SMU grad Joshua Lim taking the road less travelled in acting

(photo courtesy of Joshua Lim)
(photo courtesy of Joshua Lim)

As an actor, voiceover artist, musician and host, Joshua is proud to be taking the road less travelled after graduating with a Social Sciences degree from the Singapore Management University, where he played the lead roles in Honk! (2009) and Just So (2010).

Digital Senior is honoured to find out more about his endeavours in SMU, post SMU and today.

1) Tell us more about the activities you took part in, in SMU.

I was in the school of Social Sciences and majored in psychology and corporate communications. I was part of the SMU band, Symphonia, in my university days and spent a lot of time practicing the flute. We were famously known as full-time Symphonians and part-time students, this was how we lived.

I was also part of the executive committee (EXCO) of the SMU band. As part of the EXCO, I had to plan numerous band camps for my band members. I also played a part in organising trips to Perth and Sydney for band festivals and musical festivals. I remember that we received a standing ovation from the crowd after playing a medley of songs by ABBA during our performance at the Sydney Opera House. This exposure was super fun and filled with jubilation!

My love for music started when I was 13 in 1998, where I picked up the flute and went for many band competitions and took part in the biennial Singapore Youth Festival. Once, we managed to secure a spot in the top five and had the golden opportunity to perform in the esplanade in the secondary competition. We couldn’t be more psyched!

In SMU, I remembered that Symphonia got to play and compete at the National Band Competitions, World Band Festival, and various community events. We even scored top marks for one of the open category of the National Band Competitions. We were beyond ecstatic! These were some of the most memorable moments of my life. I was also part of the military band during my conscription.

In 2009, I started venturing into theatre and went for several auditions for local plays and musicals. My first foray into the theatre was when I landed the lead role in Honk! It was the story of ugly duckling where I played Ugly, the ugly duckling who initially felt out of place but eventually transformed into a beautiful Swan.

The show went on for two performances, and I had two solo numbers for myself and that was fun to do. I enjoyed myself immensely and it was an experience of a lifetime. I then started playing with the idea that I could do this full time and make a professional career out of performing.

Through Honk!, I got acquainted with Sebastian Tan, who directed Honk! at that time who saw a potential in me as an actor. Subsequently, he brought me into the musical industry after my graduation and I landed a role in Fried Rice Paradise. Sebastian, well-known for his role as Broadway Beng, also introduced the Singapore Repertory Theatre (SRT) to me. Looking back, I was so glad I managed to go for the audition for the role of Ugly! The whole journey was a blast! It was an exhilarating experience for me and an opportunity which I am eternally grateful for.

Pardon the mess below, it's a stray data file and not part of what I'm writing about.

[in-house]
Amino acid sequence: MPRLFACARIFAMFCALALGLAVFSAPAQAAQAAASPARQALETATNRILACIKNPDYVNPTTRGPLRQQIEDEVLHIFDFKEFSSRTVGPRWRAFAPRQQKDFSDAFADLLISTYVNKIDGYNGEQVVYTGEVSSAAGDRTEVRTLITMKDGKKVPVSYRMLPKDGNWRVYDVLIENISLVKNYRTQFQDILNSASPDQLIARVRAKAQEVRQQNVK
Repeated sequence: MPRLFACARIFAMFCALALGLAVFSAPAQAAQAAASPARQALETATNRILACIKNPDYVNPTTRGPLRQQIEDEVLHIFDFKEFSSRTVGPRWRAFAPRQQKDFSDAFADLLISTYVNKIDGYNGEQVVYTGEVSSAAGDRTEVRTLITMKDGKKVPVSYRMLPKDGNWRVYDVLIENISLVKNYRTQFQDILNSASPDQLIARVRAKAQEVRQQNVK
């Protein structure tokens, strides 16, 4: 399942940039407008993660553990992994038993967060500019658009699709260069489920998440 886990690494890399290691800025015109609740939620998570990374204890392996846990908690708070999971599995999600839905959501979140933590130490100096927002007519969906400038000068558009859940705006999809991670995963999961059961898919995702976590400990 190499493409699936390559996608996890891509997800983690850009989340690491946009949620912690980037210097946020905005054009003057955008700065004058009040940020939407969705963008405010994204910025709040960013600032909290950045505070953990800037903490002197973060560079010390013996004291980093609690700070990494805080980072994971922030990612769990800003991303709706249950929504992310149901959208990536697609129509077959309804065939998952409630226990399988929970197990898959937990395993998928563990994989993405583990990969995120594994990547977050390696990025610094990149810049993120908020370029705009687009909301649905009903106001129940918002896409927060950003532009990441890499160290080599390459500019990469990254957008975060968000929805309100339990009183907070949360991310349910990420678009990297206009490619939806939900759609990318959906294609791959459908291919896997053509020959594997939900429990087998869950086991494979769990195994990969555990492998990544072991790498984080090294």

Apart from my school activities, I did a Civil Service Internship Programme (CSIP) in 2008 where I was deployed to the then Ministry of Information, Communications and the Arts (MICA). It is known as the Ministry of Communication and Information (MCI) now. I was interning at the Industry Development Policy division. My responsibilities ranged from writing research papers and giving presentations, to attending learning journeys. As part of the CSIP, I went to visit the Changi Prison and incinerator. I also had the chance to attend the Broadcast Communicasia event with my colleagues during my stint. They even showcased the latest technological products.

My time at MICA was great, the superiors were very willing to teach, and I was impressed by the intellectual capacity of the people at MICA. However, I realised that an office job was not for me as I was mostly restless on the job and just couldn’t sit still.

I did theatre after graduation, and taught drama to school children. However, after one and a half years into the job, I realised that teaching was not my cup of tea. I resented going to teach and I did not enjoy myself. I felt like I did not have the aptitude to command class control and lacked skills. Gradually, I started dreading to teach. This was when I realised that if you dread something, it’s best to just stop it, even if there is a clear tangible benefit.

From these experiences, what I took away was that you should always make the most of your time in whichever place you’re at. I wished I had more time in SMU to try out more stuff, but I am still thankful that I grabbed my opportunities. We should always do as many things as possible, try as much as we can and have an open-mind.

At the same time, I was also hosting and doing voice overs for TV shows. I also got myself connected with the online community for commercials and short films, and some theatre stuff as I wanted to get exposure to as many things as possible. I kept pushing myself to try as many things as I could because I wanted to get real world experience instead of doing nothing at all.

2) What sparked your interest in television, where did your passion stem from?

The interest in TV was always there. I see myself as someone who not only does theatre, but also film and TV, because acting on stage is different from acting in front of the camera, and I like both mediums and platforms. If you want to survive and increase your market value, the more well-known you are, the higher pay you can command. Or at least that was what I thought, so I needed to get exposure out there, and my mentor Sebastian Tan told me to audition for anything and everything possible as it was more important that people know you rather than the other way around.